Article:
Presence of Asian and Black people in Britain and their alienation from the main British institutions opened up the contradictions in class and gender, leading to race, gender and disability specific anti-discrimination legislations and supporting structures in 1960s/ 1970s.
In early 1980s, public awareness and concerns about inequalities, more so in the immigrant communities, were heightened by the premise and use of the controversial Section 11 of the Local Government Act 1966 funding, granted to local authorities who in the opinion of Secretary of State were required to make special provisions in the exercise of any of their functions in consequence of the presence within their areas of substantial numbers of immigrants. The conflict was because of the ad hoc use of the S11 funding without involving its beneficiaries or achieving a consensus about their needs.
A problematic view of immigrants, that "immigration is the great social problem of this century and of the next. It is only right that local authorities which have to incur unusually large expenditure in respect of it should receive some help" (Sir David Renton MP - Hansard 1966/67: Volume 29 p1308), led to anti-racist thinking and initiatives as well as the drive for social justice, though with expected backlash like the right-wing press, led by the Daily Mail, recycling that Labour councils in London are spending a fortune to eradicate racism and sexism. Brent took the direct hit!
Struggle to confront racism, including the institutional racism, inequalities and injustice peaked in mid-1990 and then gradually fizzled out due to the 'divide and rule' tactics by the institutions, including the political parties, which rewarded those who colluded with the unjust institutional policies/practices and penalised those who opposed and confronted these.
Twenty five years on, once again there are circumstance which has resulted in solidarity to confront racism, inequalities, oppression and social injustice.
While Bexit scaremongering, lies and immigration/ refugee specific vile language has certain success in cultivating an atmosphere of racism and harassment, the overriding reaction is a process to confront racism and injustice, solidarity with refugees and quickly challenging the socio-political contradictions.
For example, the inconsistencies in what Theresa May said at the Conservative Party Conference 2016, were quickly challenged: May pleads for Tories to be on 'centre ground' but prescribes a number of rightwing policies, grammar schools and companies to reveal how many foreign workers they employ.
The social media was quick to comment, "Media that hounded Corbyn over anti-semitism (when he is doing all he can do) is very quiet about Tory Islamophobia and xenophobia, SHAMEFUL".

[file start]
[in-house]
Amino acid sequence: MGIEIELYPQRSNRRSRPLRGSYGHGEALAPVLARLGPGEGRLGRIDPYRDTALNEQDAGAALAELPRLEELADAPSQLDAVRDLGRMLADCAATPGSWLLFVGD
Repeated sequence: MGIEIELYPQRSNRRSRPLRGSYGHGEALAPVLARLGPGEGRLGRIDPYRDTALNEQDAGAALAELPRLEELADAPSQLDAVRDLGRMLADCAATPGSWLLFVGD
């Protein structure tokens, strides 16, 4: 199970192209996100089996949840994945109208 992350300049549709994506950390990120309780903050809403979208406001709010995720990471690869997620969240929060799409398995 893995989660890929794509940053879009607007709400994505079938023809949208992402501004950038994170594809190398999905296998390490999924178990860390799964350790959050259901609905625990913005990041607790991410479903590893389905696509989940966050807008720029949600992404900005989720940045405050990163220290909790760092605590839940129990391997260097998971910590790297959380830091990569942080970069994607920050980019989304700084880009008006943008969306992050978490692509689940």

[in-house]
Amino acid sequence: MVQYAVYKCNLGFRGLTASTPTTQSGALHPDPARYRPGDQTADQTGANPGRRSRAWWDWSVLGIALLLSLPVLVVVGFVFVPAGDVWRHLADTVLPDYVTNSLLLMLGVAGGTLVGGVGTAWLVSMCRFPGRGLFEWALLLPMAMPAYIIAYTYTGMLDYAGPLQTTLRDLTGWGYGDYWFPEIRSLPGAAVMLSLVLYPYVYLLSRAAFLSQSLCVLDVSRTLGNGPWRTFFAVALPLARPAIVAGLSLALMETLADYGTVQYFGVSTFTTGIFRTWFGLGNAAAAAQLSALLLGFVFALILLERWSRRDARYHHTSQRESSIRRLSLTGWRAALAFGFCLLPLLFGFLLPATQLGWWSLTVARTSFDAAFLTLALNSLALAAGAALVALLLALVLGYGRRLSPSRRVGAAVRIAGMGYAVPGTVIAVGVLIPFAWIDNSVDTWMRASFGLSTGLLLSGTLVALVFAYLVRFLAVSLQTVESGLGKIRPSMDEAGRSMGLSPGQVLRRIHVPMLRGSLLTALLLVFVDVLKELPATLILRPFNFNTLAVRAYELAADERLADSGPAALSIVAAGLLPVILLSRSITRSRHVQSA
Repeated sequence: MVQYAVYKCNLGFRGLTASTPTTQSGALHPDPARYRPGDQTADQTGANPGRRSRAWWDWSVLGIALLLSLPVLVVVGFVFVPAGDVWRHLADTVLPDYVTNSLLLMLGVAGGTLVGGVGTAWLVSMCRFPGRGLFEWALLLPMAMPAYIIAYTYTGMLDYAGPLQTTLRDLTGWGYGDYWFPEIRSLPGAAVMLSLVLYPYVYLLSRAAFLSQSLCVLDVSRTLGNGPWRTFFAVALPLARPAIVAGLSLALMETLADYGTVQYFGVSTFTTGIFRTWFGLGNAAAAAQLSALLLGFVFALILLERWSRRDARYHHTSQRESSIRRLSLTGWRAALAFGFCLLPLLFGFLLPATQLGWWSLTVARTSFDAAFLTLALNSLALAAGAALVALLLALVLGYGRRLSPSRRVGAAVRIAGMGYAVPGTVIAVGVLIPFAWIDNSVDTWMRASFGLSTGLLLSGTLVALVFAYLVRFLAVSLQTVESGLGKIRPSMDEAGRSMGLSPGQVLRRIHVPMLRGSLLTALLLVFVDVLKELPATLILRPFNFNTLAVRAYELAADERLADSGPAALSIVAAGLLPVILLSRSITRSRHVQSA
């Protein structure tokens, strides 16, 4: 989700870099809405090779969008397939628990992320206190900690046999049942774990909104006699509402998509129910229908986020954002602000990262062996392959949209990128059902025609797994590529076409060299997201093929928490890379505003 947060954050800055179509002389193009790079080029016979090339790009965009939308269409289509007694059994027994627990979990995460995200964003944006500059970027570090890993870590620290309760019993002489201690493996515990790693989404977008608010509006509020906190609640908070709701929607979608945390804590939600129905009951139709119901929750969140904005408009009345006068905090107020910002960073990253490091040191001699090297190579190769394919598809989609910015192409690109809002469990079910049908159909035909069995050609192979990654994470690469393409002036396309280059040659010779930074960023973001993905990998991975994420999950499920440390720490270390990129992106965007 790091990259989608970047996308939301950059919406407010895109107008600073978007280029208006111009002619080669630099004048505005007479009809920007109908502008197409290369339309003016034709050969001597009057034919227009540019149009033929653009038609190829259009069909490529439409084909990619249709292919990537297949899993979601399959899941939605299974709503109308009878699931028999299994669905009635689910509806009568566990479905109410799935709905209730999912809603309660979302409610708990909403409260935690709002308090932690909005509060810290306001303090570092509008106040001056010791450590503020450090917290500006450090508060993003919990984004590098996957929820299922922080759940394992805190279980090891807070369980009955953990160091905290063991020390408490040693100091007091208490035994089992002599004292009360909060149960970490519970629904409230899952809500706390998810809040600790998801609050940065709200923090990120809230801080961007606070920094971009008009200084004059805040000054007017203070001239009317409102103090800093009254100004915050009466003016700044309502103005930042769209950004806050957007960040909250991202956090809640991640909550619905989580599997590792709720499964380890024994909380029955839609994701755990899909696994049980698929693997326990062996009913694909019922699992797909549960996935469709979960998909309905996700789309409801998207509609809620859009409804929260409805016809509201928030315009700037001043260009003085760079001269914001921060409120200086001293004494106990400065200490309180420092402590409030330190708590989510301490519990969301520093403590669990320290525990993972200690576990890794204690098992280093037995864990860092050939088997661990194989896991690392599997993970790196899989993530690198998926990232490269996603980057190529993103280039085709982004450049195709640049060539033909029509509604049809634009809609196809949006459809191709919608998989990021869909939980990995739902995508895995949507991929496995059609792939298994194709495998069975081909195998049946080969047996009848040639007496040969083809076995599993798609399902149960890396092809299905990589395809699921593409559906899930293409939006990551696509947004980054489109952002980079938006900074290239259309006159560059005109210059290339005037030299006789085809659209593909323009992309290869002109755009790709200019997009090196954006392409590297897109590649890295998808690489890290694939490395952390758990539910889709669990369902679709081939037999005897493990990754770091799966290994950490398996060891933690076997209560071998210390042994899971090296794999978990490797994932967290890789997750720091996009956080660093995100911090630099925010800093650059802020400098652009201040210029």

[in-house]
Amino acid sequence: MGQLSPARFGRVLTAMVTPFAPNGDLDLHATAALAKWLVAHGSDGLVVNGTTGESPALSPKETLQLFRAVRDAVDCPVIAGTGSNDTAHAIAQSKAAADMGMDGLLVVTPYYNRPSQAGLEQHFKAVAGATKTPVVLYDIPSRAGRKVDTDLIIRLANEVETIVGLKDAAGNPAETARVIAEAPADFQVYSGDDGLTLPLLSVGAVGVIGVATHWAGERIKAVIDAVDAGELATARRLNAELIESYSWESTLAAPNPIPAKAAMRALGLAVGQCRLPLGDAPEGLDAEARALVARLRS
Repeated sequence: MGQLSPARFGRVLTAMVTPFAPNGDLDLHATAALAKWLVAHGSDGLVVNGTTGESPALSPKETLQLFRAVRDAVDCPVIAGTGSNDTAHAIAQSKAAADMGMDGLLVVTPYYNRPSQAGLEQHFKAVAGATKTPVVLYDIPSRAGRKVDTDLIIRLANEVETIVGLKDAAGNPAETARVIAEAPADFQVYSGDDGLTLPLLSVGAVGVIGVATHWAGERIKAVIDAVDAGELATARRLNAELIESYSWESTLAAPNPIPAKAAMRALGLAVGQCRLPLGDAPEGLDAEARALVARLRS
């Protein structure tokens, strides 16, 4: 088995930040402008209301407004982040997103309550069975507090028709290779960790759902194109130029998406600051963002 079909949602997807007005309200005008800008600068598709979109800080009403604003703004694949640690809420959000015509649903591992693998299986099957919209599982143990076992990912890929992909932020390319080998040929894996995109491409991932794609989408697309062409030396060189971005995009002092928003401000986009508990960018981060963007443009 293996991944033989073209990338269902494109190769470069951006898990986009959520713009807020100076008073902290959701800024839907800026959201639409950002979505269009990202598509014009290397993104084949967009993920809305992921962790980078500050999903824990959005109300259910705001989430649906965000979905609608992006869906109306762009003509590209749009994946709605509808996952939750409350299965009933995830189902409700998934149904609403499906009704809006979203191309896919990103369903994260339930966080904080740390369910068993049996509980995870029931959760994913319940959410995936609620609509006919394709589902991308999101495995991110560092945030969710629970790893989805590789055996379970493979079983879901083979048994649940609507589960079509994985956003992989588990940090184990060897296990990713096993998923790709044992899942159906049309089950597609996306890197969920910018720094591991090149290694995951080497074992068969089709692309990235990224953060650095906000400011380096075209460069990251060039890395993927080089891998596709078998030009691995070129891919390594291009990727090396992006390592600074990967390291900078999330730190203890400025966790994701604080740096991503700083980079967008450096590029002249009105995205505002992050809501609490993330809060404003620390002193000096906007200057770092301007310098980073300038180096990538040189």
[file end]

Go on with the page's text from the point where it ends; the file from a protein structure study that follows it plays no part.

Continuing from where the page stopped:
The Stand Up to Racism major London conference on 8 October 2016 where Jeremy Corbyn spoke, contextualised the government's wave of anti-immigrant measures designed to pander to the post-referendum wave of racism, including rules to deny international students access to non-elite universities, reduce the proportion of migrant doctors in the NHS, introduce mandatory immigration checks for taxi licence applicants, restrict immigration and blame migrants for the effects of austerity.
Some key massages from the packed house conference included, "you never stand back when there's racism", "We have today the birth of a new movement against racism" and "We need Stand up to Racism in every town to show we are not divided & will fight back".
Furthermore, Jeremy Corbyn witch-hunting, challenges to his leadership and implicit attempts to derail his social justice/ equalities stand for the Labour party, have resulted in massive support for Corbyn, his enhanced mandate and increased Labour Party membership.
The return of equalities in response to the recent racist circumstances, could, for example, be well sensed by the initiatives like the composition of the shadow cabinet under Corbyn leadership that represents the diversity, including shadow home secretary Diane Abbott MP, shadow attorney general Baroness Shami Chakrabarti and shadow leader of the house Valerie Vaz MP.
"We know Jeremy's new shadow cabinet will take the Tories to task and effectively hold them to account. Well done to all those appointed" - this Twitter comment summarises the feelings well!
Like the Section 11 in 1980s, the pre and post Bexit racism situations and ongoing attacks on Corbyn have mobilised masses to confront and oppose racism and inequalities.
It would be professionally sound to acknowledge that we are in a new era of equalities and social justice because of Jeremy Corbyn.
Note: As far as I know, there is no legal definition of racism, with the implication that whatever is not illegal, is legal. I agree with the general definition of racism being the overt/ covert power to define/ redefine the dominant norms, values with supporting institutions, policies and practices, and then measuring others in the proximity of these.